Kivelä, Tero T. ·Ocular Oncology Service and Ophthalmic Pathology Laboratory, Department of Ophthalmology, University of Helsinki and Helsinki University Hospital, Helsinki, Finland. ·Acta Ophthalmol · Pubmed #28834323.

ABSTRACT: James Wardrop (1782-1869), a young Scottish surgeon and an early ophthalmologist in Edinburgh, is credited for describing in 1809 retinoblastoma as an entity in his treatise 'Observations on Fungus Haematodes or Soft Cancer'. His treatise also reveals that Allan Burns (1781-1813), another young Scottish surgeon and anatomist, had invited Wardrop to assist in enucleating an eye from a 41-year-old Glasgow woman who, in retrospect, had a uveal melanoma. Her eye had become blind 4 months after symptoms of exudative retinal detachment had appeared, and it had become painful after a further 2-4 months. The tumour eventually perforated the sclera, and she died within a year thereafter of hepatic metastases. Burns and Wardrop went on to publish detailed parallel accounts of the symptoms, signs, ophthalmic pathology and post-mortem findings regarding the primary, recurrent and metastatic tumour. Burns may have performed the post-mortem after exhuming the body, a common occurrence in early 19th Century Scotland, a thriving hub for teaching morbid anatomy to young surgeons at the time.

20 Article Mechanistic principles underlying regulation of the actin cytoskeleton by phosphoinositides. 2017

Senju, Yosuke / Kalimeri, Maria / Koskela, Essi V / Somerharju, Pentti / Zhao, Hongxia / Vattulainen, Ilpo / Lappalainen, Pekka. ·Institute of Biotechnology, University of Helsinki, FI-00014 Helsinki, Finland. · Department of Physics, Tampere University of Technology, FI-33101 Tampere, Finland. · Faculty of Medicine, University of Helsinki, FI-00014 Helsinki, Finland. · Department of Physics, University of Helsinki, FI-00014 Helsinki, Finland. · Institute of Biotechnology, University of Helsinki, FI-00014 Helsinki, Finland; pekka.lappalainen@helsinki.fi. ·Proc Natl Acad Sci U S A · Pubmed #29073094.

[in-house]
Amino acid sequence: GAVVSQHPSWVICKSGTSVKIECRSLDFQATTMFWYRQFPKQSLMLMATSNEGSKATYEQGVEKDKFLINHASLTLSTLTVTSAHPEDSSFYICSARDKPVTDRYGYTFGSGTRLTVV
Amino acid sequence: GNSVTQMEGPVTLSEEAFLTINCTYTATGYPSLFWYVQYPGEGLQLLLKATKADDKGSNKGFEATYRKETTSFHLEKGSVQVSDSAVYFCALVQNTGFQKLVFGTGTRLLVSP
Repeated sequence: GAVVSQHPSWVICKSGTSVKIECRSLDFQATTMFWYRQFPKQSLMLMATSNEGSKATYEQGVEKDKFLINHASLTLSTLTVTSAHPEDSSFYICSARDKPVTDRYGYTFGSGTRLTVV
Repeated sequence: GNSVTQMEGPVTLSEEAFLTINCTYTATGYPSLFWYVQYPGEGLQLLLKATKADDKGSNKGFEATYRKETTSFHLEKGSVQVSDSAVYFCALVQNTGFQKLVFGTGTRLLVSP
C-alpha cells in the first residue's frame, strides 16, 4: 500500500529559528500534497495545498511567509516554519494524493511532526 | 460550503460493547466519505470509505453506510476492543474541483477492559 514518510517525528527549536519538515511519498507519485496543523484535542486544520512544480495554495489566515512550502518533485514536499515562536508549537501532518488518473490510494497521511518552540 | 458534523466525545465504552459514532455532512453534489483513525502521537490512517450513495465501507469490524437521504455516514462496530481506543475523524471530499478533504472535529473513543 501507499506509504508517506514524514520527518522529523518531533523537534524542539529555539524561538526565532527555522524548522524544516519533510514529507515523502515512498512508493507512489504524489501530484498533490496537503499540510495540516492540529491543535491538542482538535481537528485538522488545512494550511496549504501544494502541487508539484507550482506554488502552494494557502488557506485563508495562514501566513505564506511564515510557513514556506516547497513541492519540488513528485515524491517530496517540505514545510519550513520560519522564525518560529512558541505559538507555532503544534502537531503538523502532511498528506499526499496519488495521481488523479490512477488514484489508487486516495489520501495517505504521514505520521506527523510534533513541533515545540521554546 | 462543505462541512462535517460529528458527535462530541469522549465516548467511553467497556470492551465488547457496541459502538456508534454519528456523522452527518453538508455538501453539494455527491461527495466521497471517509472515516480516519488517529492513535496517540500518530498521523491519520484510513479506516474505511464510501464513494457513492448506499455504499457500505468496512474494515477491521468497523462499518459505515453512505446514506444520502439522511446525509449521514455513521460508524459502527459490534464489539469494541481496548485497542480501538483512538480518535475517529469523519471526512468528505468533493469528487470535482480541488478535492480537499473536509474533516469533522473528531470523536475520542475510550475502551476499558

ABSTRACT: The actin cytoskeleton powers membrane deformation during many cellular processes, such as migration, morphogenesis, and endocytosis. Membrane phosphoinositides, especially phosphatidylinositol 4,5-bisphosphate [PI(4,5)P

21 Article The authors reply 2017

Ghiasvand, Reza / Rueegg, Corina S / Weiderpass, Elisabete / Green, Adele C / Lund, Eiliv / Veierød, Marit B. ·Oslo Center for Biostatistics and Epidemiology, Institute of Basic Medical Sciences, University of Oslo, Oslo, Norway. · Department of Community Medicine, Faculty of Health Sciences, University of Tromsø, The Arctic University of Norway, Tromsø, Norway. · Department of Research, Cancer Registry of Norway, Oslo, Norway. · Department of Medical Epidemiology and Biostatistics, Karolinska Institutet, Stockholm, Sweden. · Genetic Epidemiology Group, Folkhälsan Research Center, Helsinki, Finland. · Cancer and Population Studies Group, QIMR Berghofer Medical Research Institute, Brisbane, Australia. · CRUK Manchester Institute, University of Manchester, Manchester, United Kingdom. ·Am J Epidemiol · Pubmed #28938717.

ABSTRACT: -- No abstract --

22 Article Midkine and Melanoma Metastasis: A Malevolent Mix. 2017

Karaman, Sinem / Alitalo, Kari. ·Wihuri Research Institute and Translational Cancer Biology Program, Biomedicum Helsinki, University of Helsinki, Helsinki, Finland. · Wihuri Research Institute and Translational Cancer Biology Program, Biomedicum Helsinki, University of Helsinki, Helsinki, Finland. Electronic address: kari.alitalo@helsinki.fi. ·Dev Cell · Pubmed #28787586.

ABSTRACT: Using an in vivo reporter for lymphangiogenesis, a recent study in Nature from Olmeda et al. (2017) describes a new subset of melanomas that induce systemic pre-conditioning of distant organs for formation of tumor metastatic niches, and identifies the responsible factor as the pleiotropic cytokine midkine.

23 Article Menopausal hormone therapy and risk of melanoma: Do estrogens and progestins have a different role? 2017